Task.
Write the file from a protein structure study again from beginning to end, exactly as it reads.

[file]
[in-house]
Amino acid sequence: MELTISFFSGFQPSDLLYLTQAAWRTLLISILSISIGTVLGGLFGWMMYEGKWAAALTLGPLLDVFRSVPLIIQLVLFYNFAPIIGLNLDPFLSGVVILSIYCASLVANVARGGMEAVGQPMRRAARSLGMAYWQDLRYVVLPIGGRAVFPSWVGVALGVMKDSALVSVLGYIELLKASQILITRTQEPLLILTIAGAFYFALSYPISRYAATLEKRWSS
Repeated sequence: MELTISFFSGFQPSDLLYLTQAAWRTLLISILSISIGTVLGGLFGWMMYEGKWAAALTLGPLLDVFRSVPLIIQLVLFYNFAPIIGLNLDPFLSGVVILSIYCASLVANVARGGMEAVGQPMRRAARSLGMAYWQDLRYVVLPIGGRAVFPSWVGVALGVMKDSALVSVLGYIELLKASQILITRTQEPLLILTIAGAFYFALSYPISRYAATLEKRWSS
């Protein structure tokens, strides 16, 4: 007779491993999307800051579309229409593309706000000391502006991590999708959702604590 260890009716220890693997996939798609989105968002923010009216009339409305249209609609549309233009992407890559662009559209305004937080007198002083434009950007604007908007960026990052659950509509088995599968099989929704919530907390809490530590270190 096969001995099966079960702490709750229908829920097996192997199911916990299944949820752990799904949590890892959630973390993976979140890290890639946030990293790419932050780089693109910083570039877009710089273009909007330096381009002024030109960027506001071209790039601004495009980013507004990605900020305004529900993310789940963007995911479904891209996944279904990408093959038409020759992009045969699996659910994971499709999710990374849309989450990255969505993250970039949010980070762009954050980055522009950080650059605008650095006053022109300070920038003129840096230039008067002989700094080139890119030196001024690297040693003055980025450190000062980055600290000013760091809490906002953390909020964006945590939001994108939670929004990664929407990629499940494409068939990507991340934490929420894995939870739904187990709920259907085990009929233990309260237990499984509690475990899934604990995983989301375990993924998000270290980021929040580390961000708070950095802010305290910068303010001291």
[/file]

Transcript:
[in-house]
Amino acid sequence: MELTISFFSGFQPSDLLYLTQAAWRTLLISILSISIGTVLGGLFGWMMYEGKWAAALTLGPLLDVFRSVPLIIQLVLFYNFAPIIGLNLDPFLSGVVILSIYCASLVANVARGGMEAVGQPMRRAARSLGMAYWQDLRYVVLPIGGRAVFPSWVGVALGVMKDSALVSVLGYIELLKASQILITRTQEPLLILTIAGAFYFALSYPISRYAATLEKRWSS
Repeated sequence: MELTISFFSGFQPSDLLYLTQAAWRTLLISILSISIGTVLGGLFGWMMYEGKWAAALTLGPLLDVFRSVPLIIQLVLFYNFAPIIGLNLDPFLSGVVILSIYCASLVANVARGGMEAVGQPMRRAARSLGMAYWQDLRYVVLPIGGRAVFPSWVGVALGVMKDSALVSVLGYIELLKASQILITRTQEPLLILTIAGAFYFALSYPISRYAATLEKRWSS
């Protein structure tokens, strides 16, 4: 007779491993999307800051579309229409593309706000000391502006991590999708959702604590 260890009716220890693997996939798609989105968002923010009216009339409305249209609609549309233009992407890559662009559209305004937080007198002083434009950007604007908007960026990052659950509509088995599968099989929704919530907390809490530590270190 096969001995099966079960702490709750229908829920097996192997199911916990299944949820752990799904949590890892959630973390993976979140890290890639946030990293790419932050780089693109910083570039877009710089273009909007330096381009002024030109960027506001071209790039601004495009980013507004990605900020305004529900993310789940963007995911479904891209996944279904990408093959038409020759992009045969699996659910994971499709999710990374849309989450990255969505993250970039949010980070762009954050980055522009950080650059605008650095006053022109300070920038003129840096230039008067002989700094080139890119030196001024690297040693003055980025450190000062980055600290000013760091809490906002953390909020964006945590939001994108939670929004990664929407990629499940494409068939990507991340934490929420894995939870739904187990709920259907085990009929233990309260237990499984509690475990899934604990995983989301375990993924998000270290980021929040580390961000708070950095802010305290910068303010001291």